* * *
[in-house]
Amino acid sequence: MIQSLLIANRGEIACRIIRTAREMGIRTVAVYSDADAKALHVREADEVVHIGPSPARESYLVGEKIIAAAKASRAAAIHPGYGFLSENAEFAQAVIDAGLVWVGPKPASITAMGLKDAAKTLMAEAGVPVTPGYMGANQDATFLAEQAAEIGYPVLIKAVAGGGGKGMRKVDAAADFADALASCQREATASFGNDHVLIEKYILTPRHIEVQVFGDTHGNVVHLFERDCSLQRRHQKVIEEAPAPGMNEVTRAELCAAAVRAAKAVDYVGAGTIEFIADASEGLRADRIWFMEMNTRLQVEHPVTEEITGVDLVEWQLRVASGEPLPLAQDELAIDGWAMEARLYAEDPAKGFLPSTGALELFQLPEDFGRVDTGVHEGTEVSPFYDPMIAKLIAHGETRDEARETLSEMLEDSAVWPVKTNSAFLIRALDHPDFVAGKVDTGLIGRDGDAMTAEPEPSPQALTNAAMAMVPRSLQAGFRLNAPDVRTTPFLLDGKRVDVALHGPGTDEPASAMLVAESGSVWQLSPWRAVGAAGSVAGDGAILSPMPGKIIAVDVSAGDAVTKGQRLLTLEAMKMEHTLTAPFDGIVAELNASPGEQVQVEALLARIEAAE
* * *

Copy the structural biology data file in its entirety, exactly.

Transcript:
[in-house]
Amino acid sequence: MIQSLLIANRGEIACRIIRTAREMGIRTVAVYSDADAKALHVREADEVVHIGPSPARESYLVGEKIIAAAKASRAAAIHPGYGFLSENAEFAQAVIDAGLVWVGPKPASITAMGLKDAAKTLMAEAGVPVTPGYMGANQDATFLAEQAAEIGYPVLIKAVAGGGGKGMRKVDAAADFADALASCQREATASFGNDHVLIEKYILTPRHIEVQVFGDTHGNVVHLFERDCSLQRRHQKVIEEAPAPGMNEVTRAELCAAAVRAAKAVDYVGAGTIEFIADASEGLRADRIWFMEMNTRLQVEHPVTEEITGVDLVEWQLRVASGEPLPLAQDELAIDGWAMEARLYAEDPAKGFLPSTGALELFQLPEDFGRVDTGVHEGTEVSPFYDPMIAKLIAHGETRDEARETLSEMLEDSAVWPVKTNSAFLIRALDHPDFVAGKVDTGLIGRDGDAMTAEPEPSPQALTNAAMAMVPRSLQAGFRLNAPDVRTTPFLLDGKRVDVALHGPGTDEPASAMLVAESGSVWQLSPWRAVGAAGSVAGDGAILSPMPGKIIAVDVSAGDAVTKGQRLLTLEAMKMEHTLTAPFDGIVAELNASPGEQVQVEALLARIEAAE